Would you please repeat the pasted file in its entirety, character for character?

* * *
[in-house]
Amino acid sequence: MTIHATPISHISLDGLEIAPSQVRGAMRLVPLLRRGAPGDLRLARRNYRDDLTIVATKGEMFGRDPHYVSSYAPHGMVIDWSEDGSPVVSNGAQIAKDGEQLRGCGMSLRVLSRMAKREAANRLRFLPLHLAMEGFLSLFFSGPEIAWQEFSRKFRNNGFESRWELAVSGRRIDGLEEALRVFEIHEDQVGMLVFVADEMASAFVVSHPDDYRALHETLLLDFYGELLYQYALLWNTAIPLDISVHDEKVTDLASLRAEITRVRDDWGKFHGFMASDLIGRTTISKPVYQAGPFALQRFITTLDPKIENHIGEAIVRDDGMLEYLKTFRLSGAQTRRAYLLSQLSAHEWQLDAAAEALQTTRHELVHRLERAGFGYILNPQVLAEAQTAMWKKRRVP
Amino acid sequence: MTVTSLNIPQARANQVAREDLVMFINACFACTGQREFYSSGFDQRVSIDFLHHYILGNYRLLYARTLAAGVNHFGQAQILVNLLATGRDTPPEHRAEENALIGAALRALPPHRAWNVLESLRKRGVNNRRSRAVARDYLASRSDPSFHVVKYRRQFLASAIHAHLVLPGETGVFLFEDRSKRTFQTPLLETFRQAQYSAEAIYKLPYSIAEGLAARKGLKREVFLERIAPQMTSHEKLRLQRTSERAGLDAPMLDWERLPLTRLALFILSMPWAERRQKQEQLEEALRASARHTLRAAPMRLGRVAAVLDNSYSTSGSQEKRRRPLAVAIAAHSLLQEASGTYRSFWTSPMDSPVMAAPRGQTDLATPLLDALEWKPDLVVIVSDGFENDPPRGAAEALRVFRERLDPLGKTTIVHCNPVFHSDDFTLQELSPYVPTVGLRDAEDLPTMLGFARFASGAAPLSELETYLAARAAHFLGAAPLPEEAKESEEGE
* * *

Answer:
[in-house]
Amino acid sequence: MTIHATPISHISLDGLEIAPSQVRGAMRLVPLLRRGAPGDLRLARRNYRDDLTIVATKGEMFGRDPHYVSSYAPHGMVIDWSEDGSPVVSNGAQIAKDGEQLRGCGMSLRVLSRMAKREAANRLRFLPLHLAMEGFLSLFFSGPEIAWQEFSRKFRNNGFESRWELAVSGRRIDGLEEALRVFEIHEDQVGMLVFVADEMASAFVVSHPDDYRALHETLLLDFYGELLYQYALLWNTAIPLDISVHDEKVTDLASLRAEITRVRDDWGKFHGFMASDLIGRTTISKPVYQAGPFALQRFITTLDPKIENHIGEAIVRDDGMLEYLKTFRLSGAQTRRAYLLSQLSAHEWQLDAAAEALQTTRHELVHRLERAGFGYILNPQVLAEAQTAMWKKRRVP
Amino acid sequence: MTVTSLNIPQARANQVAREDLVMFINACFACTGQREFYSSGFDQRVSIDFLHHYILGNYRLLYARTLAAGVNHFGQAQILVNLLATGRDTPPEHRAEENALIGAALRALPPHRAWNVLESLRKRGVNNRRSRAVARDYLASRSDPSFHVVKYRRQFLASAIHAHLVLPGETGVFLFEDRSKRTFQTPLLETFRQAQYSAEAIYKLPYSIAEGLAARKGLKREVFLERIAPQMTSHEKLRLQRTSERAGLDAPMLDWERLPLTRLALFILSMPWAERRQKQEQLEEALRASARHTLRAAPMRLGRVAAVLDNSYSTSGSQEKRRRPLAVAIAAHSLLQEASGTYRSFWTSPMDSPVMAAPRGQTDLATPLLDALEWKPDLVVIVSDGFENDPPRGAAEALRVFRERLDPLGKTTIVHCNPVFHSDDFTLQELSPYVPTVGLRDAEDLPTMLGFARFASGAAPLSELETYLAARAAHFLGAAPLPEEAKESEEGE